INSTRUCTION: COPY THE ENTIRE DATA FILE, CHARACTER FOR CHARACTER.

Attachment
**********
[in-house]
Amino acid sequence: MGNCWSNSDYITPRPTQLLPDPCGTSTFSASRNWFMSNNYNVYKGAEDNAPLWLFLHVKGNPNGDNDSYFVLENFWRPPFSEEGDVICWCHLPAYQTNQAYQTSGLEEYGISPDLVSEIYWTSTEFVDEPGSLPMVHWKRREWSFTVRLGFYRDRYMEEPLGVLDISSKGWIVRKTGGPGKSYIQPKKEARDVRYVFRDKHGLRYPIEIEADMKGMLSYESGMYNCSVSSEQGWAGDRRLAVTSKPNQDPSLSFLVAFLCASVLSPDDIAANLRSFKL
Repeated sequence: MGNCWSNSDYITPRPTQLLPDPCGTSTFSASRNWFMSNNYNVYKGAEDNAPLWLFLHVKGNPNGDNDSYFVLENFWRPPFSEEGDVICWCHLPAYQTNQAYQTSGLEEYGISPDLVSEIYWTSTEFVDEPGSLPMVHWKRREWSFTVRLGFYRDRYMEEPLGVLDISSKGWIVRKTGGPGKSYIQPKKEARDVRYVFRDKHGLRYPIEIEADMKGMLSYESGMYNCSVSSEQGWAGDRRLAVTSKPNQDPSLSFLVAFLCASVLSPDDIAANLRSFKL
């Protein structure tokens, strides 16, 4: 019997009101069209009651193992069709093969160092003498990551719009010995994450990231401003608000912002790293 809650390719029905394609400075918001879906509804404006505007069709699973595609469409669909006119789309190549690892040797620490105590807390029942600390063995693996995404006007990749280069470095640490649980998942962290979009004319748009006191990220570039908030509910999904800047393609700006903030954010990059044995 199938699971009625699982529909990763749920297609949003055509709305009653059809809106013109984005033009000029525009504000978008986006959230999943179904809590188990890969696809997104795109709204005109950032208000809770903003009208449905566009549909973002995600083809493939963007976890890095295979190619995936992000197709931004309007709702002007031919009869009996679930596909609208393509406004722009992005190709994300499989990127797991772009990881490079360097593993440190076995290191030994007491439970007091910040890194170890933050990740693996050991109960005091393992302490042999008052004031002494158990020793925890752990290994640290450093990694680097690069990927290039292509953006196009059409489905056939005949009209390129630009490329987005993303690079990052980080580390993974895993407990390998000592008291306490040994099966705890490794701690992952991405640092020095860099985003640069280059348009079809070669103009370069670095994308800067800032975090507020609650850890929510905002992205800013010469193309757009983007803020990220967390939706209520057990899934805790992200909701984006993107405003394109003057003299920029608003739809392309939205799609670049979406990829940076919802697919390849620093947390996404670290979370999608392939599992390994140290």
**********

[in-house]
Amino acid sequence: MGNCWSNSDYITPRPTQLLPDPCGTSTFSASRNWFMSNNYNVYKGAEDNAPLWLFLHVKGNPNGDNDSYFVLENFWRPPFSEEGDVICWCHLPAYQTNQAYQTSGLEEYGISPDLVSEIYWTSTEFVDEPGSLPMVHWKRREWSFTVRLGFYRDRYMEEPLGVLDISSKGWIVRKTGGPGKSYIQPKKEARDVRYVFRDKHGLRYPIEIEADMKGMLSYESGMYNCSVSSEQGWAGDRRLAVTSKPNQDPSLSFLVAFLCASVLSPDDIAANLRSFKL
Repeated sequence: MGNCWSNSDYITPRPTQLLPDPCGTSTFSASRNWFMSNNYNVYKGAEDNAPLWLFLHVKGNPNGDNDSYFVLENFWRPPFSEEGDVICWCHLPAYQTNQAYQTSGLEEYGISPDLVSEIYWTSTEFVDEPGSLPMVHWKRREWSFTVRLGFYRDRYMEEPLGVLDISSKGWIVRKTGGPGKSYIQPKKEARDVRYVFRDKHGLRYPIEIEADMKGMLSYESGMYNCSVSSEQGWAGDRRLAVTSKPNQDPSLSFLVAFLCASVLSPDDIAANLRSFKL
């Protein structure tokens, strides 16, 4: 019997009101069209009651193992069709093969160092003498990551719009010995994450990231401003608000912002790293 809650390719029905394609400075918001879906509804404006505007069709699973595609469409669909006119789309190549690892040797620490105590807390029942600390063995693996995404006007990749280069470095640490649980998942962290979009004319748009006191990220570039908030509910999904800047393609700006903030954010990059044995 199938699971009625699982529909990763749920297609949003055509709305009653059809809106013109984005033009000029525009504000978008986006959230999943179904809590188990890969696809997104795109709204005109950032208000809770903003009208449905566009549909973002995600083809493939963007976890890095295979190619995936992000197709931004309007709702002007031919009869009996679930596909609208393509406004722009992005190709994300499989990127797991772009990881490079360097593993440190076995290191030994007491439970007091910040890194170890933050990740693996050991109960005091393992302490042999008052004031002494158990020793925890752990290994640290450093990694680097690069990927290039292509953006196009059409489905056939005949009209390129630009490329987005993303690079990052980080580390993974895993407990390998000592008291306490040994099966705890490794701690992952991405640092020095860099985003640069280059348009079809070669103009370069670095994308800067800032975090507020609650850890929510905002992205800013010469193309757009983007803020990220967390939706209520057990899934805790992200909701984006993107405003394109003057003299920029608003739809392309939205799609670049979406990829940076919802697919390849620093947390996404670290979370999608392939599992390994140290």